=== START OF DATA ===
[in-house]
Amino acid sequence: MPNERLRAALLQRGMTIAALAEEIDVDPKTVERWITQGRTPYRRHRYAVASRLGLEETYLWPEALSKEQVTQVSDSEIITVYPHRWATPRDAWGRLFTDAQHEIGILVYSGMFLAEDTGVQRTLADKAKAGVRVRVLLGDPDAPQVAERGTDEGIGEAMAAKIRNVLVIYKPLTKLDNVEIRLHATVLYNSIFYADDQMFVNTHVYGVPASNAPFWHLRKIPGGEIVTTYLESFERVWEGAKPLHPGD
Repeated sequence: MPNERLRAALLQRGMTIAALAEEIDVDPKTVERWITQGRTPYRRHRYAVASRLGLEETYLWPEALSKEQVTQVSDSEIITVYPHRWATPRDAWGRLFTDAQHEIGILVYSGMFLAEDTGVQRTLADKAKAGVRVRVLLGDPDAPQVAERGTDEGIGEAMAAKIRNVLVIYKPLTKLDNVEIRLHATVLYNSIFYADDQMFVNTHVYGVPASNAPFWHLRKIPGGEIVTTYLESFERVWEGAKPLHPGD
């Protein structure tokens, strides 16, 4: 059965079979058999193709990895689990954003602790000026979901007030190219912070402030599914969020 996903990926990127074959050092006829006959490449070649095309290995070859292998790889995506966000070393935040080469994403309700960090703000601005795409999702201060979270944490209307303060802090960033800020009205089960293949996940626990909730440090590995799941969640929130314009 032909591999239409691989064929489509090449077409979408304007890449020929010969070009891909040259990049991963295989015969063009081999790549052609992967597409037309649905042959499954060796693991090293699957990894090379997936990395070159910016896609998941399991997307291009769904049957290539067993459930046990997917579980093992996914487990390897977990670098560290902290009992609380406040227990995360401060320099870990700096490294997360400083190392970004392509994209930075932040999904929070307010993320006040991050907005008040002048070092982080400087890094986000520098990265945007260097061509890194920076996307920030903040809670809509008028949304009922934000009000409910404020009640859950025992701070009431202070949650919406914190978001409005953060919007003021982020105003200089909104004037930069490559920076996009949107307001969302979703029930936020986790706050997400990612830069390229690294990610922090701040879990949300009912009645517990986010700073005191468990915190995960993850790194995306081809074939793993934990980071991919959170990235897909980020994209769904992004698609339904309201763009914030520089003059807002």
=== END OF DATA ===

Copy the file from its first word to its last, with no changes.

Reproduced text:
[in-house]
Amino acid sequence: MPNERLRAALLQRGMTIAALAEEIDVDPKTVERWITQGRTPYRRHRYAVASRLGLEETYLWPEALSKEQVTQVSDSEIITVYPHRWATPRDAWGRLFTDAQHEIGILVYSGMFLAEDTGVQRTLADKAKAGVRVRVLLGDPDAPQVAERGTDEGIGEAMAAKIRNVLVIYKPLTKLDNVEIRLHATVLYNSIFYADDQMFVNTHVYGVPASNAPFWHLRKIPGGEIVTTYLESFERVWEGAKPLHPGD
Repeated sequence: MPNERLRAALLQRGMTIAALAEEIDVDPKTVERWITQGRTPYRRHRYAVASRLGLEETYLWPEALSKEQVTQVSDSEIITVYPHRWATPRDAWGRLFTDAQHEIGILVYSGMFLAEDTGVQRTLADKAKAGVRVRVLLGDPDAPQVAERGTDEGIGEAMAAKIRNVLVIYKPLTKLDNVEIRLHATVLYNSIFYADDQMFVNTHVYGVPASNAPFWHLRKIPGGEIVTTYLESFERVWEGAKPLHPGD
């Protein structure tokens, strides 16, 4: 059965079979058999193709990895689990954003602790000026979901007030190219912070402030599914969020 996903990926990127074959050092006829006959490449070649095309290995070859292998790889995506966000070393935040080469994403309700960090703000601005795409999702201060979270944490209307303060802090960033800020009205089960293949996940626990909730440090590995799941969640929130314009 032909591999239409691989064929489509090449077409979408304007890449020929010969070009891909040259990049991963295989015969063009081999790549052609992967597409037309649905042959499954060796693991090293699957990894090379997936990395070159910016896609998941399991997307291009769904049957290539067993459930046990997917579980093992996914487990390897977990670098560290902290009992609380406040227990995360401060320099870990700096490294997360400083190392970004392509994209930075932040999904929070307010993320006040991050907005008040002048070092982080400087890094986000520098990265945007260097061509890194920076996307920030903040809670809509008028949304009922934000009000409910404020009640859950025992701070009431202070949650919406914190978001409005953060919007003021982020105003200089909104004037930069490559920076996009949107307001969302979703029930936020986790706050997400990612830069390229690294990610922090701040879990949300009912009645517990986010700073005191468990915190995960993850790194995306081809074939793993934990980071991919959170990235897909980020994209769904992004698609339904309201763009914030520089003059807002």